- The game has also been published in several other languages: German, Polish, Russian, Bulgarian, Czech and Spanish. These all appear to use the same art, with only the text translated.
- Mayfair Games was
- Martin Wallace is an English game designer who now lives in Australia. After getting his start in wargames in the 1990s, he became a very well-known game designer. His games include the heavy train games Brass: Lancashire (originally just Brass) and it’s successor Brass: Birmingham; two quite different editions of A Study in Emerald, a Sherlock Holmes/H.P. Lovecraft mash-up based on the short story by Neil Gaiman; and most recently the fantasy war game Bloodstones. (Ben is mistaken, however, about Once Upon a Time and The Extraordinary Adventures of Baron Munchausen, which were designed by the entirely different (if similarly named) James Wallis. Sorry James!) Martin’s company Treefrog Games was active until 2016, when he closed it down to focus on working as a designer. Bloodstones was his first new venture in self-publishing since then, this time under the name “Wallace Designs”.
- The very brief Martin Wallace interview about The Witches can be found in the BoardGameGeek forums for The Witches. Read the interview here.
- When Nanny visits the Long Man in Lords and Ladies, she takes Casanunda along with her. His mind is boggled both by the Long Man, and the resemblance of the King of the Elves within to “his picture”.
- The Felmets appear in Wyrd Sisters (#Pratchat4, “Enter Three Wytches”), and they do indeed both die by the end of the book. Lord Felmet plunges to his death in Lancre Gorge, while Lady Felmet is cast into the woods, where the woodland creatures, acting as the soul of the country itself, er…take care of her.
- Ben hasn’t been able to think of any other games that split a dice roll in half, though there are many that use a “push-your-luck” mechanic. This is usually achieved by allowing a player to re-roll one or more of their dice with an escalating level of risk and reward.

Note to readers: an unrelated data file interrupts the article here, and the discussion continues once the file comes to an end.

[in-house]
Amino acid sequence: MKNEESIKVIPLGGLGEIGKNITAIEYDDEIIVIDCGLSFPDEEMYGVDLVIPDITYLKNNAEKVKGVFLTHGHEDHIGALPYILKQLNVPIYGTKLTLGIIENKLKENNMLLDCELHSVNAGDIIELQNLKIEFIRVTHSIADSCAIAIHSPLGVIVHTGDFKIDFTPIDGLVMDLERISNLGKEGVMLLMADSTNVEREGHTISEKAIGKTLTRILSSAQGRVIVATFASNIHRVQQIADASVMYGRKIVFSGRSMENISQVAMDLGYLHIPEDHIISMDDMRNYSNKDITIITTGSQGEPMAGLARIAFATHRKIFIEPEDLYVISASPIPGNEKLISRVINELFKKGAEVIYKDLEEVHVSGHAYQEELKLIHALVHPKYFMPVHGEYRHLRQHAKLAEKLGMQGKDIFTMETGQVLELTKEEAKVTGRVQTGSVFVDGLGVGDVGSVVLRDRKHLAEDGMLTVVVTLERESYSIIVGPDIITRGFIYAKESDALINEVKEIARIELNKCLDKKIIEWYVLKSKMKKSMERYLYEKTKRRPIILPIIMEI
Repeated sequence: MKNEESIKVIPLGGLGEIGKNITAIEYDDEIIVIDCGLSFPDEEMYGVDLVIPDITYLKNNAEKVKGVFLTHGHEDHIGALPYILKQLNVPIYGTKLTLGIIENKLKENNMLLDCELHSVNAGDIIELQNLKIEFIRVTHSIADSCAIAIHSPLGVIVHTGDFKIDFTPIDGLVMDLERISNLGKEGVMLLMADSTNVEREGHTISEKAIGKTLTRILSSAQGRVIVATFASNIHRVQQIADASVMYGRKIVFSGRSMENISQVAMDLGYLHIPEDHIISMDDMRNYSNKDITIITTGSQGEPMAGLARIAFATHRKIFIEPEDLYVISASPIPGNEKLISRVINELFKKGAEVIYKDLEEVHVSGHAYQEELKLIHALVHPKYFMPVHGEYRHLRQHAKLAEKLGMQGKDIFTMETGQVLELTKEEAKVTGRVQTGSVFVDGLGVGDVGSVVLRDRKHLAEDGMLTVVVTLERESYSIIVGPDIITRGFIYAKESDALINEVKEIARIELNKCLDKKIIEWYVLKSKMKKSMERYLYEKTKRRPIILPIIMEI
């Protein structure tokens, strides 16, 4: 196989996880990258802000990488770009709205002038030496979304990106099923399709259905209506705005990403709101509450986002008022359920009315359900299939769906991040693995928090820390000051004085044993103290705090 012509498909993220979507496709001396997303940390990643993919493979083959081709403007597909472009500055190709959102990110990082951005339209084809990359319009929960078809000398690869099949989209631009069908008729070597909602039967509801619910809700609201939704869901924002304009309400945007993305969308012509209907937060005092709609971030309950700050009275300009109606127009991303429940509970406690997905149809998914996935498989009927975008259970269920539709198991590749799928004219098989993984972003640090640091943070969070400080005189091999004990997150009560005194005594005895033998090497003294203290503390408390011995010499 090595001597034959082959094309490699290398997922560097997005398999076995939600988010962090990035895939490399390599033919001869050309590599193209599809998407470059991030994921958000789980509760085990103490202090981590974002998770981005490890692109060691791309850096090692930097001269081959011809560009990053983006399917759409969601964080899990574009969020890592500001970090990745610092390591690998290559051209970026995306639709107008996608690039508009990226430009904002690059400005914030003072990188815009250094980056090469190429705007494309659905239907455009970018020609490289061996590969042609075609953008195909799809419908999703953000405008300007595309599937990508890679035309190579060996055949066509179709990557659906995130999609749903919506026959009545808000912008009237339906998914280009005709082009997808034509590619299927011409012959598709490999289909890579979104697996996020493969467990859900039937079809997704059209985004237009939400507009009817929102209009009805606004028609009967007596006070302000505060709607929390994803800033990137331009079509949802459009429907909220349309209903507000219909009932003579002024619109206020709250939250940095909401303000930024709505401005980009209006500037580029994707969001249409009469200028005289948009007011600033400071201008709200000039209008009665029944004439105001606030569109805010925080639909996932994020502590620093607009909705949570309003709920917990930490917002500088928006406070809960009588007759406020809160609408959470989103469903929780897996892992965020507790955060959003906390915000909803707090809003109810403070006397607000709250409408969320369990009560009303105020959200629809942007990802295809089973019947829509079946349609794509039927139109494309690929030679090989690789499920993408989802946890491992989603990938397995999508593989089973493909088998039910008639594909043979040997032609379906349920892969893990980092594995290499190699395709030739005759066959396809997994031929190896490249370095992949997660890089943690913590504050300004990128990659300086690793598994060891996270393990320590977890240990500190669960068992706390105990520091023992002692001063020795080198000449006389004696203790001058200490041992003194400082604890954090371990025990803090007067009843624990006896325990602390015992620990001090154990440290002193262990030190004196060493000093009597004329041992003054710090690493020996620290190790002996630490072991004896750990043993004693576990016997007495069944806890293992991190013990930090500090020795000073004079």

- Melbourne’s public transport network, created by the “Octopus Act” in the late eighteenth century, has a large number of train and tram lines radiating out from the Central Business District. While there used to be two “circle lines” that connected stations on these lines to each other, nowadays to change from one to the other you generally have to travel into the city and back out again. Only buses travel in alternate directions, but they are generally less frequent and less reliable, thanks to traffic.
- Agnes Nitt and Perdita X Dream appear briefly in Lords and Ladies, but are best known from Maskerade (#Pratchat23, “The Music of the Nitt“) and Carpe Jugulum (#Pratchat36, “Home Alone, But Vampires”).
- Ben’s favourite board game Pandemic was designed by Matt Leacock and first published in 2008. It’s a fully co-operative game (see below) in which players are members of the Centre for Disease Control, trying to keep four global pandemics in check while they find cures for them all. The current edition of the game is published by Z-Man Games.